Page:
Pharrell Williams puts music ahead of money by going back on tour with N.E.R.D.
Pharrell Williams is so in-demand as a producer that every time he tours with N.E.R.D., his most consistently weird project, he probably costs himself money. But in the days before the release of his latest gun-for-hire superstar collaboration, Madonna's Hard Candy, he was on the road again, for reasons that make perfect sense to him.
"I can't even explain how surreal it feels — and it's such a pleasure, man — to see this army of kids who know you and love what it is you represent," he says. "And they understand what you go through; they understand that you're not perfect. You make music for them because they're not perfect, but we agree on just having a good time and getting lost in music. There's no better feeling than that."
Past N.E.R.D. outings weren't always rigorous affairs. During a 2003 jaunt, for example, N.E.R.D. member Chad Hugo, Williams' partner in the mega-successful production team known as the Neptunes, didn't even appear on most of the dates alongside Pharrell and rapper/fellow N.E.R.D. Shay Haley, declaring himself too busy to do so. This time around, though, all three are dedicated to acting as a real band — even completing a small-venue circuit months before the scheduled June 10 release of their next recording, Seeing Sounds.
Jobing.com Arena in Glendale
N.E.R.D., and Kanye West are scheduled to perform on Sunday, June 8.
Still, N.E.R.D. won't be confused with a typical combo. When the trio played at Austin's South by Southwest festival in March, rumors ran rampant that Britney Spears would make a surprise appearance. "Someone told us she was there — that she was at the venue," says Williams, who's known Brit since the Neptunes produced tunes such as the 2001 smash "I'm a Slave 4 U." And on the forthcoming video version of "Everybody Nose," Sounds' entertainingly oddball first single, guests include Kanye West and another tabloid favorite, Lindsay Lohan. When asked if he plans to assist on a new Lohan album that's reportedly in its germinal phase, Williams is cautious about over-committing. "I don't know what the future holds," he says. "You know me — I'm always trying to go against the grain."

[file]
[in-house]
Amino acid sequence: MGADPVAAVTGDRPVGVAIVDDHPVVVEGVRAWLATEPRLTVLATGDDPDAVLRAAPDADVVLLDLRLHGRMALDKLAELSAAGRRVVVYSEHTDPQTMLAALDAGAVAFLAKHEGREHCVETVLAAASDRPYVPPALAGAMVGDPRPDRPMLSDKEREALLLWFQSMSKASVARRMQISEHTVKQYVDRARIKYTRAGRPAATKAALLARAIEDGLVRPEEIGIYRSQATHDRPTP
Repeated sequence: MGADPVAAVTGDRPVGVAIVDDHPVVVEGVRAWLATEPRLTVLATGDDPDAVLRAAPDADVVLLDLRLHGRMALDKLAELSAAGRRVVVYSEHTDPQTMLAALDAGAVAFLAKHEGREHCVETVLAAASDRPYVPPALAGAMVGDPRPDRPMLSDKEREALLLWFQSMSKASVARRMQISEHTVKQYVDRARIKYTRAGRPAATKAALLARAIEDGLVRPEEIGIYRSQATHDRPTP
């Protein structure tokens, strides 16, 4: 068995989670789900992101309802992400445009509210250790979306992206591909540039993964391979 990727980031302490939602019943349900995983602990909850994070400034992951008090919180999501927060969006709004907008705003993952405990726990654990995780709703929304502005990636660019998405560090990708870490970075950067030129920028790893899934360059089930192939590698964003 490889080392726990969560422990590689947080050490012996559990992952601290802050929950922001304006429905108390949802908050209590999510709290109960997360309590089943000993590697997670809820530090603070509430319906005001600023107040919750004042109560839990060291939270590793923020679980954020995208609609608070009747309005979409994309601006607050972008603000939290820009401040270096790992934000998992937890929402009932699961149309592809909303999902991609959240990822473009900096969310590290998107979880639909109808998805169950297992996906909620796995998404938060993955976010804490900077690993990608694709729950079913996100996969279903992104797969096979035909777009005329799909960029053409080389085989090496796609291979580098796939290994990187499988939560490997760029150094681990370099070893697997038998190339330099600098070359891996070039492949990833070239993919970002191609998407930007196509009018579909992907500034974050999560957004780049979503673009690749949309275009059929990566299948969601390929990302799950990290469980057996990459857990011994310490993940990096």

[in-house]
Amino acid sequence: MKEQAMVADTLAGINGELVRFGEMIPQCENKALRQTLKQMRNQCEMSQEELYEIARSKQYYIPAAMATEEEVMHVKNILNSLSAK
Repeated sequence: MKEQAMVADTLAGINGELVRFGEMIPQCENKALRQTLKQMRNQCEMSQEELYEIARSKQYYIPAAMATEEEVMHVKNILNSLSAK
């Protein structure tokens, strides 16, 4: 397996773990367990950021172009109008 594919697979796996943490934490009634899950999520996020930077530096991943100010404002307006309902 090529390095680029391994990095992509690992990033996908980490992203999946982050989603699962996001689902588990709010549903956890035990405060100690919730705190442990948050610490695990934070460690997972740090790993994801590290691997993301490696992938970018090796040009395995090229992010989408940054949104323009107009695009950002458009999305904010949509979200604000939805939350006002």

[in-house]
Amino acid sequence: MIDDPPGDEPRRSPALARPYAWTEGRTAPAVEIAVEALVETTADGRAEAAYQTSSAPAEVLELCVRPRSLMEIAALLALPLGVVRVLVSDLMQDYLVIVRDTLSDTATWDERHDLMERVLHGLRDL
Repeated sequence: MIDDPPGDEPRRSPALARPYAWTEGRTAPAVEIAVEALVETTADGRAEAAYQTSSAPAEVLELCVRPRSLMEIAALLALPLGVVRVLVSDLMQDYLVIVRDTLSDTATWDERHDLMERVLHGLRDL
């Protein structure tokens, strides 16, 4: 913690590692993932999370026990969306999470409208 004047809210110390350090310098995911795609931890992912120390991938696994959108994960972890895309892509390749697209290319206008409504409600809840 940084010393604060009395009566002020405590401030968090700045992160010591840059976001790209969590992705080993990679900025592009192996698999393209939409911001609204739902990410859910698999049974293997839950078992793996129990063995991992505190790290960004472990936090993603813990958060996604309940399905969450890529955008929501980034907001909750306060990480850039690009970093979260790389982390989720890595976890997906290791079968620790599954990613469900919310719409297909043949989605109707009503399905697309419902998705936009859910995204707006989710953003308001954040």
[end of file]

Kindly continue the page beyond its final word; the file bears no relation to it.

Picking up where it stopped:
In the meantime, Williams is broadening his business portfolio. His current enterprises include Star Trak, his own label (he touts upcoming releases by performers such as Chester French, Teyana Taylor, and FAM-LAY); a new jewelry line he oversaw under the auspices of Louis Vuitton ("It was like being paid to learn from the biggest and most prestigious fashion house in the industry," he enthuses); and even a venture into home furnishings (he notes that he "designed some chairs, which will be debuting in October in Paris"). But all that will have to wait until he's off N.E.R.D. duty. "There's no better rush than being on stage," he says.
His accountant won't be happy to hear that.
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